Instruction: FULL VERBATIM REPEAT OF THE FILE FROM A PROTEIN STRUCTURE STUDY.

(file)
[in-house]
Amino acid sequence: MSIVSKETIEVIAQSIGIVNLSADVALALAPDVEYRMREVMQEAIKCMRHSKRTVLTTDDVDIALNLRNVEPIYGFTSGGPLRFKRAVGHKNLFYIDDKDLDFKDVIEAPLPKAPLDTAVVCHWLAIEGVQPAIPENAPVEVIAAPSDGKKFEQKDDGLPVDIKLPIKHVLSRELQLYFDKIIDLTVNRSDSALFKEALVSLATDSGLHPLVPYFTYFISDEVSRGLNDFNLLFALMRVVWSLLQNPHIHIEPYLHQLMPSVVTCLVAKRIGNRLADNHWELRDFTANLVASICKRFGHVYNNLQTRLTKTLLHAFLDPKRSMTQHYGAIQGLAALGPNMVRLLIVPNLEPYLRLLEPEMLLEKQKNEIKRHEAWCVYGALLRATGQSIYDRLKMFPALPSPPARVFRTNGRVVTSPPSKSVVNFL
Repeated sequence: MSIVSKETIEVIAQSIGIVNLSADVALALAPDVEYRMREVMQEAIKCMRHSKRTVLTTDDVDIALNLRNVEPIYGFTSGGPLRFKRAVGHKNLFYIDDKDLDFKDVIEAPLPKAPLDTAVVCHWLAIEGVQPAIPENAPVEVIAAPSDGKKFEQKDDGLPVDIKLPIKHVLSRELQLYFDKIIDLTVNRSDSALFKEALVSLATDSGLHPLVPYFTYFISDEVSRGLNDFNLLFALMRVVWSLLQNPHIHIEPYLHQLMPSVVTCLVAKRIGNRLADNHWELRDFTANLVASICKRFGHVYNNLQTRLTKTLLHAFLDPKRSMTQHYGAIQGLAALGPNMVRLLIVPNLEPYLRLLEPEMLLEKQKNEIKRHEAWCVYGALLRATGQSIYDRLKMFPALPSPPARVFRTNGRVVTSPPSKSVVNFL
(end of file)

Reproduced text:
[in-house]
Amino acid sequence: MSIVSKETIEVIAQSIGIVNLSADVALALAPDVEYRMREVMQEAIKCMRHSKRTVLTTDDVDIALNLRNVEPIYGFTSGGPLRFKRAVGHKNLFYIDDKDLDFKDVIEAPLPKAPLDTAVVCHWLAIEGVQPAIPENAPVEVIAAPSDGKKFEQKDDGLPVDIKLPIKHVLSRELQLYFDKIIDLTVNRSDSALFKEALVSLATDSGLHPLVPYFTYFISDEVSRGLNDFNLLFALMRVVWSLLQNPHIHIEPYLHQLMPSVVTCLVAKRIGNRLADNHWELRDFTANLVASICKRFGHVYNNLQTRLTKTLLHAFLDPKRSMTQHYGAIQGLAALGPNMVRLLIVPNLEPYLRLLEPEMLLEKQKNEIKRHEAWCVYGALLRATGQSIYDRLKMFPALPSPPARVFRTNGRVVTSPPSKSVVNFL
Repeated sequence: MSIVSKETIEVIAQSIGIVNLSADVALALAPDVEYRMREVMQEAIKCMRHSKRTVLTTDDVDIALNLRNVEPIYGFTSGGPLRFKRAVGHKNLFYIDDKDLDFKDVIEAPLPKAPLDTAVVCHWLAIEGVQPAIPENAPVEVIAAPSDGKKFEQKDDGLPVDIKLPIKHVLSRELQLYFDKIIDLTVNRSDSALFKEALVSLATDSGLHPLVPYFTYFISDEVSRGLNDFNLLFALMRVVWSLLQNPHIHIEPYLHQLMPSVVTCLVAKRIGNRLADNHWELRDFTANLVASICKRFGHVYNNLQTRLTKTLLHAFLDPKRSMTQHYGAIQGLAALGPNMVRLLIVPNLEPYLRLLEPEMLLEKQKNEIKRHEAWCVYGALLRATGQSIYDRLKMFPALPSPPARVFRTNGRVVTSPPSKSVVNFL